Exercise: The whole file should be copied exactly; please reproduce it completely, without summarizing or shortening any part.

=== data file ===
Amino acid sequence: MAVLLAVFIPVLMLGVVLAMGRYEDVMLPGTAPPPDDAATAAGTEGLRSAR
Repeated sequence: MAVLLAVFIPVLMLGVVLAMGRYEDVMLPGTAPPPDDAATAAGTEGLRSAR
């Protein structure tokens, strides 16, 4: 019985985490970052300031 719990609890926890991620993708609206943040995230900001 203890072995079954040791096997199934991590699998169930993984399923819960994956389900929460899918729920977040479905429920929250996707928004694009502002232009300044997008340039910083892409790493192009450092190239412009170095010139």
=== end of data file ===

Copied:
Amino acid sequence: MAVLLAVFIPVLMLGVVLAMGRYEDVMLPGTAPPPDDAATAAGTEGLRSAR
Repeated sequence: MAVLLAVFIPVLMLGVVLAMGRYEDVMLPGTAPPPDDAATAAGTEGLRSAR
């Protein structure tokens, strides 16, 4: 019985985490970052300031 719990609890926890991620993708609206943040995230900001 203890072995079954040791096997199934991590699998169930993984399923819960994956389900929460899918729920977040479905429920929250996707928004694009502002232009300044997008340039910083892409790493192009450092190239412009170095010139």